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How to Handle References
Once you began the hunt for a new job, you updated your resume, took your suit to the cleaners, practiced your handshake and interviewed yourself in the mirror until your answers came out just right. You're prepared for everything. Except a reference check.
Employers do make the call.
Many applicants are under the impression that employers no longer ask for references or that they never actually call them. Not so, says Linda Finkle, executive coach and CEO of Incedo Group, an organizational coaching and consulting company.
"Reference checking is a critical factor in hiring."
A reference check can reveal information - like lacking a college degree - that candidates omit or even lie about during interviews. "I found out during a reference check the candidate had been terminated for sexual harassment," Finkle remarks.
A conversation with a reference can also shed light on an applicant's personality in a way that a resume cannot. An interviewer can be charmed by an applicant, only to find out a Jekyll-and-Hyde personality was a problem at a previous job, Finkle says.
An unfavorable reference check can even cost candidates a job that they thought was a guarantee. Heather Mayfield, vice president of operations and training for Snelling Staffing Services, has seen employers extend an offer letter that can be revoked if a reference check is not favorable.
Who makes a good reference?
Depending on your line of work, a reference can be someone who was your supervisor, co-worker, client or customer. But picking the right ones can be tricky if you don't know what to look for. One of the biggest mistakes Mayfield says she encounters is a reference who can only provide the applicant's dates of employment and job title, and nothing else.
You don't want to leave the hiring manager feeling as though you're wasting her time by providing useless references who don't know much about you. Mayfield recommends picking references who will distinguish you from the other candidates interviewing for the position.
Before you turn in a list of references, she recommends calling them to ask if they are willing to be a reference and to make sure you're both on the same page about your work history and even your personal relationship. Maybe you thought your last boss found your sense of humor hilarious, but really he thought you didn't take your job seriously.
"The best way to avoid a reference passing along unfavorable information is to thoroughly prep your reference before you share the name with the hiring manager," Mayfield advises. "By telling your reference about the position requirements and then asking how they see you adding value to the organization, you should get a very good feel for how the reference will respond."
References should be prepared to answer a variety of questions about you. "A good hiring manager asks questions that will solicit both the strengths and weaknesses when conducting a reference check," Mayfield says.
When Finkle contacts references, she wants to know about their relationship with the applicant, if there were any problems that interfered with his or her performance, how the applicant handles difficult situations, and if there is room for improvement.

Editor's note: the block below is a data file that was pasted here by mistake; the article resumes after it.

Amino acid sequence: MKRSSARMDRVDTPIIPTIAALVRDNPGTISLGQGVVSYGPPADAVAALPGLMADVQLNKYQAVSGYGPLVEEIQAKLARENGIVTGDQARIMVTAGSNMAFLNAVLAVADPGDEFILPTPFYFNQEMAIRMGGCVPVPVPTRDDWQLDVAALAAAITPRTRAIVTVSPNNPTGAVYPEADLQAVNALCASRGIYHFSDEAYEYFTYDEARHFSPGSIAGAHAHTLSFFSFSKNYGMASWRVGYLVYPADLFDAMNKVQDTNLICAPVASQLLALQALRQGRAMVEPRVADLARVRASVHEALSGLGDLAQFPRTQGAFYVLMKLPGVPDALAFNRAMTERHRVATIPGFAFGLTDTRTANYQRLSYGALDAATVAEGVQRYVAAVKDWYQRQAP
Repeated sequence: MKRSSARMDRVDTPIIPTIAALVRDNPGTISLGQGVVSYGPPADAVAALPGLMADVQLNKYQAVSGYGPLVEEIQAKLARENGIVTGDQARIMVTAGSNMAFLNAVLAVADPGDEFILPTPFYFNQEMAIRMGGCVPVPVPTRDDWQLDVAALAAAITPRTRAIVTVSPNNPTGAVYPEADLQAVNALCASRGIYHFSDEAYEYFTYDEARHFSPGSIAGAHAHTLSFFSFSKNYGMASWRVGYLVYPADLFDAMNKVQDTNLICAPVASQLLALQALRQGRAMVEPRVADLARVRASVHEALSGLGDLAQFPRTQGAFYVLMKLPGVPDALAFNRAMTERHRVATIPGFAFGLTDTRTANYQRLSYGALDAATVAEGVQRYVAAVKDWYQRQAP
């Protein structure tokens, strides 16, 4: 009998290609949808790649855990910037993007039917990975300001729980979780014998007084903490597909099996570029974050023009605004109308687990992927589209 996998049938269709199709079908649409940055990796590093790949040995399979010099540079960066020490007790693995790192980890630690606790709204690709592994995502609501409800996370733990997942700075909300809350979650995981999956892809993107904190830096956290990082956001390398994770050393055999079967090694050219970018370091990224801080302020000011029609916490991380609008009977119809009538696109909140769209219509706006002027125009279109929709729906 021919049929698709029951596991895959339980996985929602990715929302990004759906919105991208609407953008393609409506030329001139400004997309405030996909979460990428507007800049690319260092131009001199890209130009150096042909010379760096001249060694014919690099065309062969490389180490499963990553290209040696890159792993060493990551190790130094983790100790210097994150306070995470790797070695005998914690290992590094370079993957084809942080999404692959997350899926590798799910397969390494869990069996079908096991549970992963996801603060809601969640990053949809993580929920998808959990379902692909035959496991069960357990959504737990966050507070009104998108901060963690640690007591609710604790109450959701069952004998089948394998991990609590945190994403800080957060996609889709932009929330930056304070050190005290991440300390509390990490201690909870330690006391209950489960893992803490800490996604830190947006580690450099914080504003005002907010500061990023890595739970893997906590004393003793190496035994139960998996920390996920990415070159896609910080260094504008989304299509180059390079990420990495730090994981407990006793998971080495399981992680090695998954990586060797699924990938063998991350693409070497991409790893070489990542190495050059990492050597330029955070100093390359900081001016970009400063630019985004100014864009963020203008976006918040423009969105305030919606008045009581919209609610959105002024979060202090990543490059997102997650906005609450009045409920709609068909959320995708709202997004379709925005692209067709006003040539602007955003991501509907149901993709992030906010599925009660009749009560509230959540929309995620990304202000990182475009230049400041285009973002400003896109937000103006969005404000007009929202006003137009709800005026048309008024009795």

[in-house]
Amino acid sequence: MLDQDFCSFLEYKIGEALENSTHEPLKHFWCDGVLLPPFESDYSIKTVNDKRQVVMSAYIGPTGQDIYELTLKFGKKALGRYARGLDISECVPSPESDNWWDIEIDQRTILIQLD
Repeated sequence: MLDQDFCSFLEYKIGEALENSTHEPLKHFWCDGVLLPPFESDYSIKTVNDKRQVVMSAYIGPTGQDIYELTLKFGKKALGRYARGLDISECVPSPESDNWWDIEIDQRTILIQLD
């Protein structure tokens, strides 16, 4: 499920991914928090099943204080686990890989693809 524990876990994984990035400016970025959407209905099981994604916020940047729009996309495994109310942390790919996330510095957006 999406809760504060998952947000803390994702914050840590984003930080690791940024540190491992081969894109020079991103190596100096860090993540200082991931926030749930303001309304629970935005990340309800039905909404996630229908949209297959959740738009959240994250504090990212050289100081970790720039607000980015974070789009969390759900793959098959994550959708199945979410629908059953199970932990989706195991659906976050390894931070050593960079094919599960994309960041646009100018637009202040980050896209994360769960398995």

Being sneaky doesn't work.
Sometimes a hiring manager doesn't have to pick up the phone to see some warning signs of a bad applicant. "If a candidate has no supervisors as references from any positions, it is indeed a big red flag," Finkle says. These candidates could be hiding a history of unfavorable departures or just a bad work ethic. She is also wary of a reference list that contains an incorrect phone number or only cell phone numbers, or simply a list of names but no job titles.
'Companies have gotten wise to candidates that list inaccurate contact numbers on their reference list - perhaps pointing them to call a friend's cell phone as opposed to the company's HR department," Mayfield warns. If they want, they can find the HR department's number themselves and verify the information. "Online networking sites also provide a way for the hiring company to connect with potential references that the candidate may not have listed directly."
Another red flag - and a good example of why you should call each person beforehand - is when references are surprised to be listed by the applicant at all. Finkle says that sometimes they don't even remember the applicant. You don't want the hiring manager finding this out before you.
Reference checks benefit you, too.
In addition to basic factual information, a reference can reassure an employer that the person is right for the job and provide tips on what kind of manager the applicant needs, Finkle says.
The thing to remember is that hiring managers are not out to get you; they want to learn more about you. Their goal is to hire the best candidate for the job, and that means somebody they want to work with every day. Good references can not only help you get the job but also a boss and co-workers that you like.
Anthony Balderrama is a writer and blogger for CareerBuilder.com. He researches and writes about job search strategy, career management, hiring trends and workplace issues.
Copyright 2008 CareerBuilder.com. All rights reserved. The information contained in this article may not be published, broadcast or otherwise distributed without prior written authority.
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